I got around that by creating three separate files for every configuration file I edited (four in some cases): x.conf.original, x.conf.current (copy of current working conf file, created and updated directly before making any changes at all) and x.conf (working configuration file). Optional fourth is x.conf.randomnamehere when I'm testing a lot of different changes and how they interact with each other and I want the equivalent of a system restore to return to how I had the system before I started, and every change is documented in the file and commented out (and with attached link to forum/site/place that contributed to the line of code). Also created a private log file where I list off any changes I've made to the system (hopefully in order of doing).
Useful things I wish had been documented somewhere:
Create all directories from the root if you plan to share it. I don't know why. I no longer care.
Do all file editing from the root. Same as above.
(One day I will find out the whys of the above. When I am comfortable enough with system performance to care.)
You will probably never know why a directory goes read-only for no reason despite permissions. Just go to root, create a new directory, move everything there, and delete the old one. Trust me when I say, no matter how tedious that is, it's just faster that way. Think of it as a really excellent way of practicing your ability to move and copy things. Lots and lots of practicing. When you're done, you will be able to do it in your sleep. And you may or may not have dreams involving it.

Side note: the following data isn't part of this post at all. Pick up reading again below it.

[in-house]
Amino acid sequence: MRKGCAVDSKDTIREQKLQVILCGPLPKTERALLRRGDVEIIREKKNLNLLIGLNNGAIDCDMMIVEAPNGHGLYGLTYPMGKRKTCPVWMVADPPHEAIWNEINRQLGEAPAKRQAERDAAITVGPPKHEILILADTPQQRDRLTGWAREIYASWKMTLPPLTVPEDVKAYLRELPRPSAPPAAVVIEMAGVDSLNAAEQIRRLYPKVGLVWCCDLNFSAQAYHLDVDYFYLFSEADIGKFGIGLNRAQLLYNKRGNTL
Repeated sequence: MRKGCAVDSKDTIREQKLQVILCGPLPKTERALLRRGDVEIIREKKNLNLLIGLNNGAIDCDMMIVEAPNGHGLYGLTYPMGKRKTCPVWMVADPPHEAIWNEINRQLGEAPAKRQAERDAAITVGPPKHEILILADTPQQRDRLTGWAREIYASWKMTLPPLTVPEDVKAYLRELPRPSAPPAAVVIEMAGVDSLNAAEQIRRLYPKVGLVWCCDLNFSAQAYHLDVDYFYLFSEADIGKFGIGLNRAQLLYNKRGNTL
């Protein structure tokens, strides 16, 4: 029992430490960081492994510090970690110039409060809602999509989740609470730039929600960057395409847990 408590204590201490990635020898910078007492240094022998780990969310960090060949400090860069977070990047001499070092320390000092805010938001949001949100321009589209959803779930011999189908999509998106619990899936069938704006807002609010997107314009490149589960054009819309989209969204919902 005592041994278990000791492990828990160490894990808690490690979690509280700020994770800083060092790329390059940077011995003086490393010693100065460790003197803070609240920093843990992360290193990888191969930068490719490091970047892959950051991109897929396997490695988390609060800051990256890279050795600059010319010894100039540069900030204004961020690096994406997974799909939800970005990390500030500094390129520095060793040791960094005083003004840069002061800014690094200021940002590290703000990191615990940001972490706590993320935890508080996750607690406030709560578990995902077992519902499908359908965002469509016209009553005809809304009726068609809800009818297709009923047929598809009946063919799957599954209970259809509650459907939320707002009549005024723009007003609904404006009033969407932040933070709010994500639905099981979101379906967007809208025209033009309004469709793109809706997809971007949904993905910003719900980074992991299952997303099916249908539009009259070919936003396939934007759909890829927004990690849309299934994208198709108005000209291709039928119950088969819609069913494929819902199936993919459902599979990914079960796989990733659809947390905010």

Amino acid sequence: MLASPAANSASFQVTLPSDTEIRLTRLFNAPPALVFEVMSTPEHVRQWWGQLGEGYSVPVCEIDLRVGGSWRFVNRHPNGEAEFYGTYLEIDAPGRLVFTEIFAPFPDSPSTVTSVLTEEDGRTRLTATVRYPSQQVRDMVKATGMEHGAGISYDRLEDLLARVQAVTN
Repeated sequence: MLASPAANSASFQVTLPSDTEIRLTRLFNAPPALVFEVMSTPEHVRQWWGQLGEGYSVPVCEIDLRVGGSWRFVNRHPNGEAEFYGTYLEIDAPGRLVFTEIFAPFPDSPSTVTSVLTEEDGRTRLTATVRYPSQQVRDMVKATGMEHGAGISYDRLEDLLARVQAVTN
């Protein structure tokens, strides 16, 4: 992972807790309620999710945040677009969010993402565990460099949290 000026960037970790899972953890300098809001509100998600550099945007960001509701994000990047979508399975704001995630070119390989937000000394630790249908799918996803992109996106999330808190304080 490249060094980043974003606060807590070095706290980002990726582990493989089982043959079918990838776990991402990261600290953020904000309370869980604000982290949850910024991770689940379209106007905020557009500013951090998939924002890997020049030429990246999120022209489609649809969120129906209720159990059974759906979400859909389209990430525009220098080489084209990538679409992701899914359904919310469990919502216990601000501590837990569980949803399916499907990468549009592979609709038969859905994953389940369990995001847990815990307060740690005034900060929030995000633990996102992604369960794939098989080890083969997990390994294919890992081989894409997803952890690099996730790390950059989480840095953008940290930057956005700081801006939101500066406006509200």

Print this and keep copy taped to your desk, computer, body, or somewhere you can stare at it regularly.
Bookmark this and have it ready at any moment for reference.
Having a fit of amnesia for how Windows works with files and directories will help a lot. Like, hugely.
If all else fails and it's been accumulated six hours working on something that isn't fixing but used to work, get your data moved to your local computer, format the disk, and reinstall from scratch. No, really. Again, it's just faster that way.
If the command they tell you to use doesn't work, even though it's like, in the documentation of that version that it should work, google until you find alternates and try them methodically. That is how I was finally able to restart samba after conf changes, because the way in the actual documentation did not work at all. But an older one from a completely different system did. No clue.\
Don't be scared to break it. Just watch a movie while you do the reinstall.
Testing this next for the concept of system restore sometime in the next two weeks. *crosses fingers*